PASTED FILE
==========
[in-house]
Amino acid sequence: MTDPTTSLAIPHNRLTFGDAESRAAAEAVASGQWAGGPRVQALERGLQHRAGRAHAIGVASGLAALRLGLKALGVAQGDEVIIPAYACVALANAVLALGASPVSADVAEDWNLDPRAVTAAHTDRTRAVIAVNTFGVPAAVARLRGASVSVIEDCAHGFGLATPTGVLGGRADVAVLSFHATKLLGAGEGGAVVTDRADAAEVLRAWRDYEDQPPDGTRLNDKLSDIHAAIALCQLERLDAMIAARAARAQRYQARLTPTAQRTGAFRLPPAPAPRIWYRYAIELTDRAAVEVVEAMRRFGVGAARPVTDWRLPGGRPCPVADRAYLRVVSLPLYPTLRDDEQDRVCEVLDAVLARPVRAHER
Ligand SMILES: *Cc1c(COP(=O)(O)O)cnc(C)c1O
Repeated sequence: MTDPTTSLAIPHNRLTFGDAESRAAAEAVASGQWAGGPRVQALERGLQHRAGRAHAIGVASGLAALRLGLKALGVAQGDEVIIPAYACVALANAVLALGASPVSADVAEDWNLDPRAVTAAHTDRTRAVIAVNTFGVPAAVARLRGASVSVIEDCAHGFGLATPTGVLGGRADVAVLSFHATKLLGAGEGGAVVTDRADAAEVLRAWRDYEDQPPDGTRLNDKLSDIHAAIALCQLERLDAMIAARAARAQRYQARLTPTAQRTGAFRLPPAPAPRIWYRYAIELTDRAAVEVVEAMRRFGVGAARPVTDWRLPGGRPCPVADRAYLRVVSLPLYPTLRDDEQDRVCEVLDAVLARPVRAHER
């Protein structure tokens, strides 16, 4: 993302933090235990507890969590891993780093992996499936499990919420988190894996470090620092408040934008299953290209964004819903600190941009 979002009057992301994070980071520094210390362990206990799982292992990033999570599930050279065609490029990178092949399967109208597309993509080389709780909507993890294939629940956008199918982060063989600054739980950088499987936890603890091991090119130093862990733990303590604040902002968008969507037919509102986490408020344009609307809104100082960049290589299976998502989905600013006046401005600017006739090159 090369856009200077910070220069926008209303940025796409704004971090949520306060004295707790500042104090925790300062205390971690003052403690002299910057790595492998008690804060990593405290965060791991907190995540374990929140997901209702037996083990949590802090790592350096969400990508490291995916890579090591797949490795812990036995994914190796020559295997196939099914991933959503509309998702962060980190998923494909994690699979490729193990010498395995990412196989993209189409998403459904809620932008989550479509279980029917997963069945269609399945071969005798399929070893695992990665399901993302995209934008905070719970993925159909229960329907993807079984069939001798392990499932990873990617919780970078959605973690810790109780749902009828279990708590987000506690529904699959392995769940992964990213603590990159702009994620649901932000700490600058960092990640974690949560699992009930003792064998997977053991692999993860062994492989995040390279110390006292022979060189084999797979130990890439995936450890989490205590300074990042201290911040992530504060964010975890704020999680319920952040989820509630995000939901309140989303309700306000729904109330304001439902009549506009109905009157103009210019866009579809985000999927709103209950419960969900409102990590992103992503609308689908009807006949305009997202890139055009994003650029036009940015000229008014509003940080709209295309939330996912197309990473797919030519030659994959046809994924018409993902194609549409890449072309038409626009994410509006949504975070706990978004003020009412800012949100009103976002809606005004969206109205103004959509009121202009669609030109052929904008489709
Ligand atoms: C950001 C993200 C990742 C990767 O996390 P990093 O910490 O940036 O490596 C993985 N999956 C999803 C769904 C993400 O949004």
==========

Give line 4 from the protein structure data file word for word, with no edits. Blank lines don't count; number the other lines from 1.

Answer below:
Repeated sequence: MTDPTTSLAIPHNRLTFGDAESRAAAEAVASGQWAGGPRVQALERGLQHRAGRAHAIGVASGLAALRLGLKALGVAQGDEVIIPAYACVALANAVLALGASPVSADVAEDWNLDPRAVTAAHTDRTRAVIAVNTFGVPAAVARLRGASVSVIEDCAHGFGLATPTGVLGGRADVAVLSFHATKLLGAGEGGAVVTDRADAAEVLRAWRDYEDQPPDGTRLNDKLSDIHAAIALCQLERLDAMIAARAARAQRYQARLTPTAQRTGAFRLPPAPAPRIWYRYAIELTDRAAVEVVEAMRRFGVGAARPVTDWRLPGGRPCPVADRAYLRVVSLPLYPTLRDDEQDRVCEVLDAVLARPVRAHER